(HealthDay News) — For adults with uncomplicated acute appendicitis, treatment success rates ≥65 percent are seen with both oral antibiotics and combined intravenous and oral antibiotics, according to a study published online Jan. 11 in the Journal of the American Medical Association.

Suvi Sippola, M.D., from Turku University Hospital in Finland, and colleagues compared oral antibiotics to combined intravenous followed by oral antibiotics in 599 patients aged 18 to 60 years with computed tomography-confirmed uncomplicated acute appendicitis. Participants were randomly assigned to either oral moxifloxacin for seven days or intravenous ertapenem for two days followed by oral levofloxacin and metronidazole for five days. Overall, 581 patients were available for one-year follow-up. The primary end point was treatment success (≥65 percent); a margin of 6 percent for the difference between the treatment groups was used to determine noninferiority of oral antibiotics alone.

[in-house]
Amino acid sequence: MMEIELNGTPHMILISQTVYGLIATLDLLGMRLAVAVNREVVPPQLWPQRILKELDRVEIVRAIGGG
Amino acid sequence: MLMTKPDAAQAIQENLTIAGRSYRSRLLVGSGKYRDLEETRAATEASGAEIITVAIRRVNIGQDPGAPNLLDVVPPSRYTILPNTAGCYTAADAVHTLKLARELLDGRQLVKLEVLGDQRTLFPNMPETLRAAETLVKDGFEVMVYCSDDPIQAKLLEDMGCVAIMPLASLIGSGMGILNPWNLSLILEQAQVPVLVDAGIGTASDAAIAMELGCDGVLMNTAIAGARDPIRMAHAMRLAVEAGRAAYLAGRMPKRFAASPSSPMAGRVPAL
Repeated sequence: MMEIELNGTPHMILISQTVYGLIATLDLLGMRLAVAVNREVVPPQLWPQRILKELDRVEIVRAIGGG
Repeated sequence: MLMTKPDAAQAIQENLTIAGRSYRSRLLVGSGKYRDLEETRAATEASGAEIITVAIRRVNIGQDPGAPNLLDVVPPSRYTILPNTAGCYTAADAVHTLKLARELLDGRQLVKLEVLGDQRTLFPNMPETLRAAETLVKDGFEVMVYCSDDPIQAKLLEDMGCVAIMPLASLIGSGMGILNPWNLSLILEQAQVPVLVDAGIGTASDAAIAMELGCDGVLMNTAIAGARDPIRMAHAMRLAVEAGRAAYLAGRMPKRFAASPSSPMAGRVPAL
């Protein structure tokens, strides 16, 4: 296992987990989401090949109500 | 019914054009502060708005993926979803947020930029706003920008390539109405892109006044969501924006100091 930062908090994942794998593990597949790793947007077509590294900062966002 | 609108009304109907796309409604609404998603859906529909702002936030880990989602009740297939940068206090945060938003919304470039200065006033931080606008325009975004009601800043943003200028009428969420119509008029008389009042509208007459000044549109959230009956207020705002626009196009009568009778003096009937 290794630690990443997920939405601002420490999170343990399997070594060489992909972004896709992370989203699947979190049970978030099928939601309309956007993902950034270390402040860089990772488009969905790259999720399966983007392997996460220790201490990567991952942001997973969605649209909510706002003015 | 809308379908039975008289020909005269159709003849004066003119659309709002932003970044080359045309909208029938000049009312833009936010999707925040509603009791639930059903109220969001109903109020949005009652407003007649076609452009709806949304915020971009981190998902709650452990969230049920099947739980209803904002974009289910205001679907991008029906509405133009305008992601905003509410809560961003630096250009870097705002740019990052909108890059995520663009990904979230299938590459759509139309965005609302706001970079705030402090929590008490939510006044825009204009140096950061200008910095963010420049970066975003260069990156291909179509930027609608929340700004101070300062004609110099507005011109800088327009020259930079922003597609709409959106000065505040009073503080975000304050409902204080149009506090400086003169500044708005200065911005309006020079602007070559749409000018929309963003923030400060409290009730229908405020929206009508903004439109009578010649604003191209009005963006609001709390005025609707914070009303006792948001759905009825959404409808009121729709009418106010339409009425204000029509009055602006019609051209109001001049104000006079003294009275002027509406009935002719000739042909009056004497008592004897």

The researchers found that the treatment success rate at one year was 70.2 and 73.8 percent for patients treated with oral antibiotics and intravenous followed by oral antibiotics, respectively. The difference was −3.6 percent (P = 0.26 for noninferiority), with the confidence limit exceeding the margin for noninferiority.

“The current evidence supports that patients with uncomplicated appendicitis should be offered a treatment choice between surgery and antibiotics alone,” write the authors of an accompanying editorial. “The key to moving forward is getting that evidence into practice.”


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Several authors disclosed financial ties to the pharmaceutical industry.

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Editorial